Are forward lunges dangerous?

Why You Should Not Be Forward Lunging—in Place

Sensational title! You’re probably thinking I’m a nut case (you’re not far off), but I’m dead serious, and you will probably agree with me if you take the time to read through this. Let me also tell you straight up that I’m not the type of guy that easily goes “You should not be doing this, you should not be doing that”.


If you’re experiencing knee pain when lunging you will thank me at the end of this article.


When referring to lunging it’s the specific version of the Weighted Front Lunges in Place, but I’m off the opinion that even bodyweight front lunges in place are not the best for strength. Either way, after my explanation you will probably want to stick to reverse lunges anyway.


Racked kettlebells
Racked kettlebells


Let me paint a picture for you; 50kg barbell or two 24kg kettlebells in racking position, you need to remain on the spot while doing 12 alternating front lunges, meaning you’re lunging forward. You start with your right leg and lunge forward, keeping all the weight on the heel, your back knee touches the ground, now it’s time to get back to standing position. You want to do this without putting weight on your back leg, as this leg is not in a position to take weight, simply put, if you try to get up with the back leg you’ll be putting weight on it while in a compromised position!

If you need evidence of this, move into a lunge position as demonstrated in the photo below, put your weight on the back leg in that position or even coming a quarter of the way out of that position. How does that feel on the knee? I call what is happening in that position ‘pulling apart’, the angle with weight added wants to pull your femur of tibia and fibia. The photo further down below will clearly show you the angle of force and in which angle the knee is receiving that force.


Ok, so how do you get safely back up to standing position with the weight pounding down on you? You’d have to be able to generate so much explosive force with the front leg that you’re able to pop up into the air and pull your foot inline with the other foot. THIS IS NOT GOING TO HAPPEN ON EVERY REP!

Forward lunge

Ask yourself: when doing in place forward lunges, does the full weight, or part of the weight—depending on how explosive you can get—pound down on my back knee during the return to standing? Yes/No? If you answer no, stop, no need to read further.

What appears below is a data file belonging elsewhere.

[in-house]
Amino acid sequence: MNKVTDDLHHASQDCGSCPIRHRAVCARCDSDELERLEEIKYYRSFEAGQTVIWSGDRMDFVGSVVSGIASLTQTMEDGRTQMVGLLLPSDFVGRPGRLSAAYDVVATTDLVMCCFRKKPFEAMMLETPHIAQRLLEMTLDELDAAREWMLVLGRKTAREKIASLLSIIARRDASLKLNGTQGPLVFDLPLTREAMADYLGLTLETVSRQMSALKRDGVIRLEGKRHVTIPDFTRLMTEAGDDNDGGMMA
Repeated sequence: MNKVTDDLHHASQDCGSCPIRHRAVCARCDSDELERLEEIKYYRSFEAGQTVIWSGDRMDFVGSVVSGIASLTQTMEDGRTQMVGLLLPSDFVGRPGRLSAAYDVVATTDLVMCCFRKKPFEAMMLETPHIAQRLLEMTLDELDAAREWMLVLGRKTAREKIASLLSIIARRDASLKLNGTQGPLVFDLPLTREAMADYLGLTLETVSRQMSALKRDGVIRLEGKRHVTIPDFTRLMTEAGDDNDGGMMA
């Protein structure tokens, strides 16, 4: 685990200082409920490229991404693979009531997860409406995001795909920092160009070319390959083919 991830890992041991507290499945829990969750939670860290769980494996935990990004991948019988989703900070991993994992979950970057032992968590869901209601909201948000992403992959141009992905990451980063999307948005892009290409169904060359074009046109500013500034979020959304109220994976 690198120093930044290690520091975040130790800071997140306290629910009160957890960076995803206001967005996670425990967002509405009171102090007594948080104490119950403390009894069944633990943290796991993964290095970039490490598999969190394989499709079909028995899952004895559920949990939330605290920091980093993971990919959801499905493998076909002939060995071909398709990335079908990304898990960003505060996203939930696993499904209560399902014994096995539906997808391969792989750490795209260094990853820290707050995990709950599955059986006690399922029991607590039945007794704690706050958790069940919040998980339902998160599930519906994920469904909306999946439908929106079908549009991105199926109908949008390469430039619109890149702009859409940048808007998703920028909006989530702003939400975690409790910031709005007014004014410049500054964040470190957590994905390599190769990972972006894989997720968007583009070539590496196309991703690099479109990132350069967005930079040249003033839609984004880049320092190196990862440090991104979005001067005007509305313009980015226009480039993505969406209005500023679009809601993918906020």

If I lost you at this stage, I don’t blame you, but do this, stand up, lunge forward, stay there, look at the foot of your back leg, it’s all the way behind you, you will need to bring your front foot back inline with that back foot. Using bodyweight only it’s possible to drive the heel into the ground explosively enough to keep ‘most’ of the weight off the back leg. Add weight and you simply won’t be able to do this.


The solution to all this is quite simple actually, that’s right, it’s lunging backwards in place rather than forward. Why?

The reverse lunge helps your knee stay safe because your weight plus the added weight can always be kept on your front leg, i.e. always supported from a safe position, there is not one stage during the movement where you enter a stage of what I call ‘in-between’ which is you being almost fully upright and needing to be able to pull that front leg under.

Why forward lunging is potential for injury


If you’re still lost, no worries just check it this new article I wrote paired with a video, link at the bottom of this article.


If I did get the message across then I guarantee that from now on you want to only be doing reverse lunges if and when you’re doing them with added weight and in place. If you’re a coach or trainer, you want to only be programming reverse lunges in your WOD’s. Also make it clear in your programming, help your clients out, write “Reverse Racked Lunges”. Some might go even further (I would) and write “in place”. If you want to be a top trainer, you also take some extra time and explain why you’re asking your clients to do it this way.


But I love my front lunges you say! That’s great, you can still keep doing them as long as you’re doing walking lunges, because you’re moving forward there is never this stage of ‘in-between’ which puts pressure on the knee of your back leg. That is, as long as you always keep your weight on the front leg, and of course through the heel!


In summary:

  • when doing weighted lunges in place, do reverse ones
  • if you have enough space to do walking lunges, it’s ok to go forward
  • when doing bodyweight lunges, reverse lunges is still the best option, unless training for explosiveness


If this article helped you any, please give me a shout out, like and share to help others achieve pain free knees.

Check out the updated article paired with a video “The Things They Don’t Tell You About Lunges“.


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